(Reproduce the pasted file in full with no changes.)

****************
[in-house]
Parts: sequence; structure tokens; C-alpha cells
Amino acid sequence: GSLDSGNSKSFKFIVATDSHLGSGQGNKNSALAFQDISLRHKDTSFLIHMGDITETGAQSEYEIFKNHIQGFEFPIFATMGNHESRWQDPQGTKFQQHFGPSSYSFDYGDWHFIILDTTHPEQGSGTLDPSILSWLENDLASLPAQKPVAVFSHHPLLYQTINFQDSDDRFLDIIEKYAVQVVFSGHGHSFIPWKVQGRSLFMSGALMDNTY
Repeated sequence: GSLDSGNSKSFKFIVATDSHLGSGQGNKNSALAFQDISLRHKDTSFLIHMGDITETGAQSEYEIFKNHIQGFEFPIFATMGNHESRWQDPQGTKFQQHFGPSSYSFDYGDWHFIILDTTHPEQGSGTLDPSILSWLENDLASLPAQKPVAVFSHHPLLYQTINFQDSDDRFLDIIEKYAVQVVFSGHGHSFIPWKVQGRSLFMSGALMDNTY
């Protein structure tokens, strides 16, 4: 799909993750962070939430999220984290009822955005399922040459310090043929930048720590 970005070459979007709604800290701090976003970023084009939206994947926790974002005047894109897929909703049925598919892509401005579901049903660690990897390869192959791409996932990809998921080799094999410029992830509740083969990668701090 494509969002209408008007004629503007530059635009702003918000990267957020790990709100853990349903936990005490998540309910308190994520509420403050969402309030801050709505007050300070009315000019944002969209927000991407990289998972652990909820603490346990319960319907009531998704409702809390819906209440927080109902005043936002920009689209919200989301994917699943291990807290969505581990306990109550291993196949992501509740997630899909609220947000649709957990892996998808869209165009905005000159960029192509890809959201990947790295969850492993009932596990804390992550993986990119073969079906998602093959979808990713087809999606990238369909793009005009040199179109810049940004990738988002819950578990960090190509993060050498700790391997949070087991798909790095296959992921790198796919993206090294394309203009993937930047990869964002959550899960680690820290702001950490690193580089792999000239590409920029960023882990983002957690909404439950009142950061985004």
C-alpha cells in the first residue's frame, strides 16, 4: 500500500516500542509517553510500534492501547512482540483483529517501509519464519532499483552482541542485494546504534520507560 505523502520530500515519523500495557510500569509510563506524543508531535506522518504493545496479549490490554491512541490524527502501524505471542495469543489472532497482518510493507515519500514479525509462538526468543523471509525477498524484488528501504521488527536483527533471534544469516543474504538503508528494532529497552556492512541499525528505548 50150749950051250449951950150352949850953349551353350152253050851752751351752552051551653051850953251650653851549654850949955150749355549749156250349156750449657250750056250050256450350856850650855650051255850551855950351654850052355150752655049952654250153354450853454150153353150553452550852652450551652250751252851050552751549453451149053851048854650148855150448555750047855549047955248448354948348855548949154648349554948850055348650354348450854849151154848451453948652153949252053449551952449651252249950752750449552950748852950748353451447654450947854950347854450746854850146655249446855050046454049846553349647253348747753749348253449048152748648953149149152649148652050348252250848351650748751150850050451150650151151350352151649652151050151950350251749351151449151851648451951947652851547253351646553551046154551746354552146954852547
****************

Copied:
[in-house]
Parts: sequence; structure tokens; C-alpha cells
Amino acid sequence: GSLDSGNSKSFKFIVATDSHLGSGQGNKNSALAFQDISLRHKDTSFLIHMGDITETGAQSEYEIFKNHIQGFEFPIFATMGNHESRWQDPQGTKFQQHFGPSSYSFDYGDWHFIILDTTHPEQGSGTLDPSILSWLENDLASLPAQKPVAVFSHHPLLYQTINFQDSDDRFLDIIEKYAVQVVFSGHGHSFIPWKVQGRSLFMSGALMDNTY
Repeated sequence: GSLDSGNSKSFKFIVATDSHLGSGQGNKNSALAFQDISLRHKDTSFLIHMGDITETGAQSEYEIFKNHIQGFEFPIFATMGNHESRWQDPQGTKFQQHFGPSSYSFDYGDWHFIILDTTHPEQGSGTLDPSILSWLENDLASLPAQKPVAVFSHHPLLYQTINFQDSDDRFLDIIEKYAVQVVFSGHGHSFIPWKVQGRSLFMSGALMDNTY
């Protein structure tokens, strides 16, 4: 799909993750962070939430999220984290009822955005399922040459310090043929930048720590 970005070459979007709604800290701090976003970023084009939206994947926790974002005047894109897929909703049925598919892509401005579901049903660690990897390869192959791409996932990809998921080799094999410029992830509740083969990668701090 494509969002209408008007004629503007530059635009702003918000990267957020790990709100853990349903936990005490998540309910308190994520509420403050969402309030801050709505007050300070009315000019944002969209927000991407990289998972652990909820603490346990319960319907009531998704409702809390819906209440927080109902005043936002920009689209919200989301994917699943291990807290969505581990306990109550291993196949992501509740997630899909609220947000649709957990892996998808869209165009905005000159960029192509890809959201990947790295969850492993009932596990804390992550993986990119073969079906998602093959979808990713087809999606990238369909793009005009040199179109810049940004990738988002819950578990960090190509993060050498700790391997949070087991798909790095296959992921790198796919993206090294394309203009993937930047990869964002959550899960680690820290702001950490690193580089792999000239590409920029960023882990983002957690909404439950009142950061985004």
C-alpha cells in the first residue's frame, strides 16, 4: 500500500516500542509517553510500534492501547512482540483483529517501509519464519532499483552482541542485494546504534520507560 505523502520530500515519523500495557510500569509510563506524543508531535506522518504493545496479549490490554491512541490524527502501524505471542495469543489472532497482518510493507515519500514479525509462538526468543523471509525477498524484488528501504521488527536483527533471534544469516543474504538503508528494532529497552556492512541499525528505548 50150749950051250449951950150352949850953349551353350152253050851752751351752552051551653051850953251650653851549654850949955150749355549749156250349156750449657250750056250050256450350856850650855650051255850551855950351654850052355150752655049952654250153354450853454150153353150553452550852652450551652250751252851050552751549453451149053851048854650148855150448555750047855549047955248448354948348855548949154648349554948850055348650354348450854849151154848451453948652153949252053449551952449651252249950752750449552950748852950748353451447654450947854950347854450746854850146655249446855050046454049846553349647253348747753749348253449048152748648953149149152649148652050348252250848351650748751150850050451150650151151350352151649652151050151950350251749351151449151851648451951947652851547253351646553551046154551746354552146954852547